Leeor Kronik, Yoram Shapira. Surface photovoltage phenomena theory, experiment, and applications

Surface photovoltage phenomena: theory, experiment, and applications
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Wilshaw, K. Mazzer "High-resolution scanning electron microscopy of dopants in p-i-n junctions with quantum wells" Inst. Copyright by the Institute of Physics, GB. Kronik, Y. Gruenther, Duncan G. Steel and Leopald Bayvel, Elsevier, Oxford, 5, 36, Katz, D. Faiman, B. Mishori, Y. Shapira, A. Isakina and M. Baksht, S. Solodky, M. Leibovitch, G. Bunin, Y. Rothschild, Y. Komem, A. Levakov, Y. Shapira, N.

Surface photovoltage

Ashkenasy "Electronic and transport properties of reduced and oxidized nanocrystalline TiO2 films" Appl. Letters, 82, , Hallakoun, I. Toledo, J. Kaplun, G. Bunin, M. Leibovitch, Y. Shapira "Critical dimension improvement of plasma enhanced chemical vapor deposition silicon nitride thin films in GaAs devices" Mat. Rothschild, A.

Ashkenasy, Y. Komem "Surface photovoltage spectroscopy study of reduced and oxidized nanocrystalline TiO2 films" Surf. Gordon, Y. Khramtsov, T. Baksht, M. Letters, 83, , Yang, Y. Letters, 81, , Copyright by The American Institute of Physics. Kinrot, Y. Shapira "Surface electronic structure of P-InP using temperature-controlled surface photovoltage spectroscopy" Phys.

B, 65, , Jihua Yang, Y. Shapira " Alloy composition and electronic structure of Cd1-xZnxTe by surface photovoltage spectroscopy" J.

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Patent No. Shalish, C. Shapira, J. Salzman "Hall photovoltage deep-level spectroscopy of GaN films" Phys. B, 64, , Shapira "Photoinduced charge carriers at surfaces and interfaces of poly [2-methoxy 2 -ethyl-hexyloxy -1,4-phenylene vinylene] with Au and GaAs" Phys. Shapira, L. Burstein, J. Salzman "Surface states and surface oxide in GaN layers" J.

Shapira "Surface photovoltage of semiconductor structures: At the crossroads of physics, chemistry and electrical engineering" Surface and Interface Analysis, 31, , Ashkenasy, M. Rosenwaks, Y. Shapira "Characterization of quantum well structures using surface photovoltage spectroscopy" Mater. Shalish, L.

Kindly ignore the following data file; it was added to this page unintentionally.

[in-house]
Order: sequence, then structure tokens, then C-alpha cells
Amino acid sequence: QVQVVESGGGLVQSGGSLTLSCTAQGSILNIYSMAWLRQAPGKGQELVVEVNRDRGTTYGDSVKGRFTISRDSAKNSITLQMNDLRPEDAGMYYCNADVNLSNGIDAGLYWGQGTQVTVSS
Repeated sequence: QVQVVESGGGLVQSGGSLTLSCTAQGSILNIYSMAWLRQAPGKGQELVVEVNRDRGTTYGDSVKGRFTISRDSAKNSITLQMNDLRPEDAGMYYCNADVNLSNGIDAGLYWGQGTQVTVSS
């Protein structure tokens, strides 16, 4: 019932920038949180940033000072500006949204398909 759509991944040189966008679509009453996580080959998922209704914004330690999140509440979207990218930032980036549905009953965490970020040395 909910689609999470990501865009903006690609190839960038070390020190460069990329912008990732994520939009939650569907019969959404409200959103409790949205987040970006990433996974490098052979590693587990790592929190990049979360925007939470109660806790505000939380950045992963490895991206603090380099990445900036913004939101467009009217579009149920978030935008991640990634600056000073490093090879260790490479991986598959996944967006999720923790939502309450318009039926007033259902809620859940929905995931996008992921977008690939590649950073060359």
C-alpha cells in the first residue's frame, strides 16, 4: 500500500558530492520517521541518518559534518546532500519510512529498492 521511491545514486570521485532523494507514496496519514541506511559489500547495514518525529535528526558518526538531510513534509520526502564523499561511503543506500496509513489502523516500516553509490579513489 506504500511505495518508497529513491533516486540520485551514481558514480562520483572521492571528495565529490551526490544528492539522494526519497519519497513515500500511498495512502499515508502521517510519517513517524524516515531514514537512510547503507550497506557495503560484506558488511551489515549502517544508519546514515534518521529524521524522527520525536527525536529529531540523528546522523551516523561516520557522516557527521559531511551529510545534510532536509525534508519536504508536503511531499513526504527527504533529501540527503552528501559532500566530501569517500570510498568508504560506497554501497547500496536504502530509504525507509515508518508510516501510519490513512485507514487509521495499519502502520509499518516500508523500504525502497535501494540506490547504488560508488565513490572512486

Kronik, G. Segal, Y. Shapira, S. Zamir, B. Meyler, J. Salzman "Grain boundary controlled transport in GaN layers" Phys. Eizenberg and J. Leibovitch, N. Rosenwaks, I.

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Hallakoun, Y. Shapira "A new technology for thermodynamically stable contacts for binary wide bandgap semiconductors" U. Copyright by The American Vacuum Society. Shapira, U. Tisch, J. Salzman "Yellow luminescence and related deep levels in unintentionally doped GaN films" Phys. B 59, , Shapira, K. Barnham, J. Nelson, J. Shapira "Surface photovoltage phenomena: Theory, experiment and applications" Surface Science Reports, 37, , Kronik, B. Mishori, E. Shapira, W. Solar Energy Materials and Solar Cells , 51 1 , 21, Faiman, S.

Goren, S. Shtutina, B. Shapira, F. Pollak, G. Burnham, X. Faiman, A. Belu-Marian, Y. Kronik, N. Leibovitch, E. Gorer, G. Hodes "Surface states and photovoltaic effects in CdSe quantum dot films" J. Copyright by The Electrochemical Society Inc. Mishori, M. Pollak, D. Streit, M. Letters , 73, , Aphek, L. Kronik, M. Shapira "Quantitative assessment of the photosaturation technique" Surface Science , , , Shames, S. Shtutina, S. Belu-Marian, M. Manciu, A. Devenyi "Studies of C 60 thin films using surface photovoltage spectroscopy" Chem. Letters , , , Partee, J.